My most recent read was suggested by friends from the wonderful h2g2 site and is Pilgermann by Russell Hoban, author of my favourite book, Riddley Walker.  My brain is still whirling around trying to absorb this absolutely fascinating tale – Hoban certainly doesn’t write beach reads or airport novels!

The book concerns a wandering Jew, who finds himself in Antioch during the Crusades, and is about all sorts of things.  The search for order and meaning, the nature of God, the pattern of history, the dance of death, the weaving of fate.  The title character does little of his own volition, moving through life as fate, or God, or whatever, directs.  As he does so, he gains a strange circle of friends, most of them dead, who challenge his view of himself, the world and his place in things.  In some ways nothing happens, and in some ways everything happens.  There is love, sex, war and death, but the two main characters also spend a lot of time making a large pattern of tiles.  Oddly, this tile pattern is one of the most compelling things in the book, setting the mind spinning just as it causes a change in the culture of Antioch.  Movement and stillness in one thing, an infinity captured in one place.  Be still, my shooting neurons.

I suspect that this is one of those books that will stay with me for a long time, with ideas and images popping into my head at the oddest of moments.  Russell Hoban’s books certainly make me think and keep me intrigued, even when it’s not at all clear what on earth is going on.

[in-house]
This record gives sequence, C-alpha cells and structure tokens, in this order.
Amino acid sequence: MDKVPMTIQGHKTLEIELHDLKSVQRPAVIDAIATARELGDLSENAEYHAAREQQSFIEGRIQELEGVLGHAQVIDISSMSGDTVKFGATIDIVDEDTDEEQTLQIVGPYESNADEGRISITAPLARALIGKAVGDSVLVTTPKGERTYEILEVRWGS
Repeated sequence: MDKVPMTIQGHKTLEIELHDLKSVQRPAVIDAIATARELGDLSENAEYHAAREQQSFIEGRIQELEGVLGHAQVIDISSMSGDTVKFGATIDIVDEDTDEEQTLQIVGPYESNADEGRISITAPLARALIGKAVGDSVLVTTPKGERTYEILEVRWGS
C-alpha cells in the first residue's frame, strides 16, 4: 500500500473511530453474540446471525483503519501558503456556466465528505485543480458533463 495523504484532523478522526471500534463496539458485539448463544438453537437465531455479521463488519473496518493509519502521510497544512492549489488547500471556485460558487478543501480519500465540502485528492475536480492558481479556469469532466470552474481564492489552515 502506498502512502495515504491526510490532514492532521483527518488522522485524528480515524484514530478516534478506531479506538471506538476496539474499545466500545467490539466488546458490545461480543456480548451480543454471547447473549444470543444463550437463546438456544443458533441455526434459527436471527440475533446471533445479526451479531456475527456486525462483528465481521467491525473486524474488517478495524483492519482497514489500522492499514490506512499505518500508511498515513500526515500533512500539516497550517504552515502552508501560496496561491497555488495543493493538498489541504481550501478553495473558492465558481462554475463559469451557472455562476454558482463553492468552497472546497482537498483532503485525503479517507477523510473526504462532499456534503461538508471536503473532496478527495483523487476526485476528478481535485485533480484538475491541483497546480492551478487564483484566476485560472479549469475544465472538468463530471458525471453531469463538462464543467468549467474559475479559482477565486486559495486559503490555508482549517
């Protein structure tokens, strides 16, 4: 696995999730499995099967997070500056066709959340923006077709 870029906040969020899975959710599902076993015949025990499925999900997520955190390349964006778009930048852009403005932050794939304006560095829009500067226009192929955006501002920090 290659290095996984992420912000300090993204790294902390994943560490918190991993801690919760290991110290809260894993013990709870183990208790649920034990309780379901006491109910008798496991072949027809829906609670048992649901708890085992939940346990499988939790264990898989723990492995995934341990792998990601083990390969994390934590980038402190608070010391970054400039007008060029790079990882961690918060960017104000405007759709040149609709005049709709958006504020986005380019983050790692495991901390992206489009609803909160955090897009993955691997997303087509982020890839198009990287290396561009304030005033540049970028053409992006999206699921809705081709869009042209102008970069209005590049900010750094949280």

There’s one particular image that made me smile so much that I had to share it.  It’s not as deep as most of the parts that struck me, but it’s most appropriate.  It refers to drunken seamen:

Their singing had that peculiar falseness sometimes heard in the choruses of provincial opera companies; it made one lose all confidence in any kind of human effort whatever; it made one doubt that the ship, the anchor, the ocean or indeed the world was real.

I know that sort of singing (though I’ve never been involved with a group that has committed that sort of singing), and it really could have that effect!

This is a simply wonderful book.  Hoban is always worth investing time in, and this is a particularly thought-provoking work.  It has its sprinkles of humour, but it’s not a throwaway novel or a literary snack.  It’s to be savoured slowly.  I will definitely be reading this again in a while, and I’m sure a second reading will reveal yet more treasure within.

    • Asteroid Lil
    • July 16th, 2006

    I am really glad you loved the book! It’s one of the pillars of my collection. I’m quite impressed at how coherently you have managed to review it, too.

    One of my favorite passages is the one where Bembel Rudzuk purchases Pilgermann and the purchase money goes around between seller, buyer and slave. And probably my favorite quote in the book is early on, where Jesus has appeared to Pilgermann (who was looking for someone else!) and tells him, “From now on it’s the straight act and no dressing up.” For me, a Quaker, this quiet statement makes the ground shake.

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